Assuntos
Líquido Extracelular/fisiologia , Diálise Peritoneal , Sódio/metabolismo , Distribuição da Gordura Corporal , Proteínas na Dieta/administração & dosagem , Proteínas na Dieta/efeitos adversos , Feminino , Humanos , Hipertensão/complicações , Masculino , Pessoa de Meia-Idade , Urina
8.
Nat Rev Endocrinol ; 16(1): 59-66, 2020 01.
Artigo em Inglês | MEDLINE | ID: mdl-31728051

RESUMO

Dietary protein is crucial for human health because it provides essential amino acids for protein synthesis. In addition, dietary protein is more satiating than carbohydrate and fat. Accordingly, many people consider the protein content when purchasing food and beverages and report 'trying to eat more protein'. The global market for protein ingredients is projected to reach approximately US$90 billion by 2021, largely driven by the growing demand for protein-fortified food products. This Perspective serves as a caution against the trend of protein-enriched diets and provides an evidence-based counterpoint that underscores the potential adverse public health consequences of high protein intake.


Assuntos
Proteínas na Dieta/administração & dosagem , Proteínas na Dieta/efeitos adversos , Ingestão de Energia/fisiologia , Alimentos Fortificados , Proteínas na Dieta/metabolismo , Alimentos Fortificados/efeitos adversos , Humanos , Estado Pré-Diabético/induzido quimicamente , Estado Pré-Diabético/metabolismo , Fatores de Risco
9.
Int. j. odontostomatol. (Print) ; 14(3): 442-447, 2020. tab, graf
Artigo em Inglês | LILACS | ID: biblio-1114919

RESUMO

Dietary supplements are being consumed with an increasingly high frequency among sports practitioners, whether at professional and/or amateur level. The supplements contain some nutritional properties in their composition, so they can dissolute the hydroxyapatite crystals of the enamel and favor the process of dental corrosion. The objective was to measure the corrosive power of protein-based supplementation (Whey Protein), under conditions that resemble the use of the supplement by the athletes, increasing the ecological validity of the study. The teeth of the test group (TG) were placed in contact with the Whey protein solution and then exposed to artificial saliva. And the teeth of the control group (CG) were exposed only to artificial saliva. The analysis occurred in natural healthy molar teeth, so that each tooth of the TG was immersed in 50 mL of supplement for 1.5 minutes and then placed in contact with the artificial saliva for 30 seconds. The same procedure was performed 5 times a day for 30, 60, 90, 120, 150 and 180 days. Each group, in its time (TG0 to TG180), underwent analysis of superficial roughness with the aid of optical profilometer (Talysurf CCI®, 3D model). The control group (CG) did not change its superficial roughness. Half of the teeth of the test group (TG) suffered loss of enamel surface. The values, in micrometers, of surface loss of the TG samples were 1.21; 2.1; 2.0; 1.04; 0.97; 0.8; 0.53; 1.14; 1.9; 2.0; 1.66; 1.80. The dietary supplement (Whey protein®) may be a potential cause of the dental corrosion process, considering the demineralization of hydroxyapatite that occurs along with the surface enamel loss.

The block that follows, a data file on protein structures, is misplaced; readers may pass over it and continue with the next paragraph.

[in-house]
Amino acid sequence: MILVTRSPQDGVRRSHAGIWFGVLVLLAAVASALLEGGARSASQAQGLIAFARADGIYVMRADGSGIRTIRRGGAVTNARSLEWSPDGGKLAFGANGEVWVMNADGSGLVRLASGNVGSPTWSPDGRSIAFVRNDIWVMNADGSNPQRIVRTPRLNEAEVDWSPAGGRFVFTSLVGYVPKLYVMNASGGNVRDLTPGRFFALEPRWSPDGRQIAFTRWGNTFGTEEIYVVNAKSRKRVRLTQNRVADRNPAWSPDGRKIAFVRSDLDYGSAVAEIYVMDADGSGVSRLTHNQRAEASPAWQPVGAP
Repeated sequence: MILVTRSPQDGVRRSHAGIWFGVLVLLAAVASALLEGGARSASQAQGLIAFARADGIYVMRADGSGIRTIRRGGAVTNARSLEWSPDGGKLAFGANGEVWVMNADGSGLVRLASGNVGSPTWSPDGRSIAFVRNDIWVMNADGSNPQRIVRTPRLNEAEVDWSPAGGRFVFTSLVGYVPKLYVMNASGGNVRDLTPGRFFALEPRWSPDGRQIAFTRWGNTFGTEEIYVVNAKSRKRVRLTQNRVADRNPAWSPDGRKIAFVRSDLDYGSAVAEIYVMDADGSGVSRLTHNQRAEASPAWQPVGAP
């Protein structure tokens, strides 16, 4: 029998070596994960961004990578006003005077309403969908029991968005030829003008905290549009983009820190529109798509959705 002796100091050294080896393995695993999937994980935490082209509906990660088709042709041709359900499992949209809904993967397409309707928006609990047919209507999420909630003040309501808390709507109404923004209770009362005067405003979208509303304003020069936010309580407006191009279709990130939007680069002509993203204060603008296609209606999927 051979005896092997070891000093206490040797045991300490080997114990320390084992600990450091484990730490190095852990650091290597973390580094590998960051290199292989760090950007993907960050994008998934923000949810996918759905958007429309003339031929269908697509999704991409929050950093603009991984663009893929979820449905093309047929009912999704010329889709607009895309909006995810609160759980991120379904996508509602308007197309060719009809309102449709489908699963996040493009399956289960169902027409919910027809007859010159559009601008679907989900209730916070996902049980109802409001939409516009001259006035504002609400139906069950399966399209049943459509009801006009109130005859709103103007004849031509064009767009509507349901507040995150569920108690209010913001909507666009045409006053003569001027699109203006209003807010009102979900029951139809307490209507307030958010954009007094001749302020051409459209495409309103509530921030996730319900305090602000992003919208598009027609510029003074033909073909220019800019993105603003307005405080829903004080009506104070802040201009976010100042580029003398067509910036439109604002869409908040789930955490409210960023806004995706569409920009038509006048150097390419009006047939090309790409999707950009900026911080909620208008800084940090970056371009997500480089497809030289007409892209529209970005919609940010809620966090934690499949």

Los suplementos dietéticos se consumen con una frecuencia cada vez más alta entre los practicantes de deportes, sea a nivel profesional y / o aficionado. Los suplementos contienen algunas propiedades nutricionales en su composición, por lo que pueden disolver los cristales de hidroxiapatita del esmalte y favorecer el proceso de corrosión dental. El objetivo fue medir el poder corrosivo de la suplementación a base de proteínas (proteína de suero), en condiciones que se asemejan al uso del suplemento por parte de los atletas, aumentando la validez ecológica del estudio. Los dientes del grupo de prueba (TG) se pusieron en contacto con la solución de proteína de suero y luego se expusieron a saliva artificial. Y los dientes del grupo de control (CG) estuvieron expuestos solo a saliva artificial. El análisis se realizó en dientes molares sanos naturales, cada diente del TG se sumergió en 50 ml de suplemento durante 1,5 minutos y luego se puso en contacto con la saliva artificial durante 30 segundos. El mismo procedimiento se realizó 5 veces al día durante 30, 60, 90, 120, 150 y 180 días. Cada grupo, en su momento (TG0 a TG180), se sometió a un análisis de rugosidad superficial con la ayuda de un perfilómetro óptico (Talysurf CCI®, modelo 3D). El grupo de control (CG) no cambió su rugosidad superficial. La mitad de los dientes del grupo de prueba (TG) sufrieron pérdida de la superficie del esmalte. Los valores, en micrómetros, de pérdida de superficie de las muestras de TG fueron 1.21; 2.1; 2,0; 1.04; 0,97; 0.8; 0,53; 1.14; 1.9; 2,0; 1,66; 1.80. El suplemento dietético (Whey protein®) puede ser una causa potencial del proceso de corrosión dental, considerando la desmineralización de la hidroxiapatita que ocurre junto con la pérdida de esmalte superficial.